A quarterly publication of the Autism Research Institute

The Autism Research Review International is quarterly publication of the Autism Research Institute

Winter, 2020 | Number 1, Volume 34

New study investigates why behavior often improves during fevers for children with ASD

Many parents report that the behavior of children with autism spectrum disorders (ASD) improves when the children have fevers, and a new study by researchers at Harvard and the Massachusetts Institute of Technology offers clues as to why this happens. 

Earlier research by Gloria Choi and Jun Huh found that mice born to mothers that experienced a severe infection during pregnancy were much more likely than other mice to exhibit repetitive behaviors, abnormal communication, and deficits in sociability. The researchers discovered that this was due to exposure to maternal IL-17a, an immune molecule, which produced defects in a brain region called S1DZ in the developing embryos. S1DZ appears to be responsible for sensing where the body is in space. 

In the new study, Choi and Huh, along with lead authors Michael Douglas Reed and Yeong Shin Yim, studied mice that exhibited behavioral symptoms similar to autism due to previous exposure to inflammation during fetal development. The researchers injected the mice with a bacterial component to induce a fever, and found that the social interactions of the animals temporarily became normal. 

The team found that during their fevers, the mice produced IL-17a, which bound to receptors in S1DZ. The immune molecules reduced neural activity in the brain region, making the mice more sociable. When the researchers inhibited IL-17a or knocked out the receptors for it, this increased sociability did not occur. In addition, simply raising the body temperature of the mice had no effect on behavior. 

“This suggests that the immune system uses molecules like IL-17a to directly talk to the brain,” Choi says, “and it can actually work almost like a neuromodulator to bring about these behavioral changes.” 

Dan Littman, a professor of immunology who was not involved in the study, commented, “What’s remarkable about this paper is that it shows that this effect on behavior is not necessarily a result of fever but the result of cytokines [immunoregulatory proteins] being made. There’s a growing body of evidence that the central nervous system, in mammals at least, has evolved to be dependent to some degree on cytokine signaling at various times during development or postnatally.”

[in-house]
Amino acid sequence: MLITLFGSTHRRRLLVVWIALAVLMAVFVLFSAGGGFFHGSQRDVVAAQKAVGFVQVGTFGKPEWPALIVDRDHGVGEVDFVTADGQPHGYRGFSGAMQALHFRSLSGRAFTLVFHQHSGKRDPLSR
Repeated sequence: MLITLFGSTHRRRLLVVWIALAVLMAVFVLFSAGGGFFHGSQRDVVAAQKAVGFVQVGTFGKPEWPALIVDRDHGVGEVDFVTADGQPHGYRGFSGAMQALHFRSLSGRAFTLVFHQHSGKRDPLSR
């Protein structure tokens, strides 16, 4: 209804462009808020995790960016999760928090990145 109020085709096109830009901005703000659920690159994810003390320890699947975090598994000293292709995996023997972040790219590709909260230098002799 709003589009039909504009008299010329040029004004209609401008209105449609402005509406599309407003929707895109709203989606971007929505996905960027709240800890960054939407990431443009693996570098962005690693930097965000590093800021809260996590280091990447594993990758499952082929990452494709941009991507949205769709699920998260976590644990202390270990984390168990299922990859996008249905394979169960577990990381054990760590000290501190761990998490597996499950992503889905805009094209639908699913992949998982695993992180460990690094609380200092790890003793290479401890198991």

The researchers performed the same experiments on three different genetic mouse models of autism (mice lacking Shank3, Cntnap2, or Fmr1), but giving these mice fevers did not stimulate IL-17a production and did not alter their behavior. However, when the researchers injected the genetically modified mice with IL-17a, their behavior did improve. Reed and colleagues say this suggests that mice exposed to inflammation during gestation develop immune systems that are primed to more readily produce IL17a during subsequent infections. 

Huh comments, “It was amazing to discover that the same immune molecule, IL17a, could have dramatically opposite effects depending on context: promoting autism-like behaviors when it acts on the developing fetal brain and ameliorating autism-like behaviors when it modulates neural activity in the adult mouse brain.” 

In separate research, Choi and Huh found that presence of certain bacteria in the gut can also prime IL-17a responses. The researchers are now investigating whether gut bacteria play a role in the fever-induced reversal of social impairments that they detected in their study.

The team found that during their fevers, the mice produced IL-17a, which bound to receptors in S1DZ. The immune molecules reduced neural activity in the brain region, making the mice more sociable. When the researchers inhibited IL-17a or knocked out the receptors for it, this increased sociability did not occur.

Citations

“IL-17a promotes sociability in mouse models of neurodevelopmental disorders,” Michael Douglas Reed, Yeong Shin Yim, Ralf D. Wimmer, Hyunju Kim, Changhyeon Ryu, Gwyneth Margaret Welch, Matias Andina, Hunter Oren King, Ari Waisman, Michael M. Halassa, Jun R. Huh, and Gloria B. Choi, Nature, December 18, 2019 (online). Address: Jun Huh, [email protected]

—and— 

“Study may explain how infections reduce autism symptoms,” news release, Anne Trafton, Massachusetts Institute of Technology, December 19, 2019.